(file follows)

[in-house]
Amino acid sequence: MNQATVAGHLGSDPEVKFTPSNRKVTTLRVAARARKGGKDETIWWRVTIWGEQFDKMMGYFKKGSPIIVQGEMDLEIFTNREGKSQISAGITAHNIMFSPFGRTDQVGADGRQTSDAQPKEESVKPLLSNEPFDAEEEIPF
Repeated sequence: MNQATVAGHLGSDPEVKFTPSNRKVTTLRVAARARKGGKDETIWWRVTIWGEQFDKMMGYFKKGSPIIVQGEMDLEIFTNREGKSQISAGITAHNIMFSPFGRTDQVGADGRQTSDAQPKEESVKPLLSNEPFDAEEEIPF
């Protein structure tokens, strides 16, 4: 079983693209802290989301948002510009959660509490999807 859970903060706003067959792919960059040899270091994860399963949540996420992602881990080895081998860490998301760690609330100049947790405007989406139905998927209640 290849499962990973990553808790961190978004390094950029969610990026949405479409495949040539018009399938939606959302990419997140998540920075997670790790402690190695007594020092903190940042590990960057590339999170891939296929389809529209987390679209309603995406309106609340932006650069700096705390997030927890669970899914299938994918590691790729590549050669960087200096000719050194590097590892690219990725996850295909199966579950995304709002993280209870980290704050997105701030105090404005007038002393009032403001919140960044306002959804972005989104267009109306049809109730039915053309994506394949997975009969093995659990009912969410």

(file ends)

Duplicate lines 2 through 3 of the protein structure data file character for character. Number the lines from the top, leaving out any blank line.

Amino acid sequence: MNQATVAGHLGSDPEVKFTPSNRKVTTLRVAARARKGGKDETIWWRVTIWGEQFDKMMGYFKKGSPIIVQGEMDLEIFTNREGKSQISAGITAHNIMFSPFGRTDQVGADGRQTSDAQPKEESVKPLLSNEPFDAEEEIPF
Repeated sequence: MNQATVAGHLGSDPEVKFTPSNRKVTTLRVAARARKGGKDETIWWRVTIWGEQFDKMMGYFKKGSPIIVQGEMDLEIFTNREGKSQISAGITAHNIMFSPFGRTDQVGADGRQTSDAQPKEESVKPLLSNEPFDAEEEIPF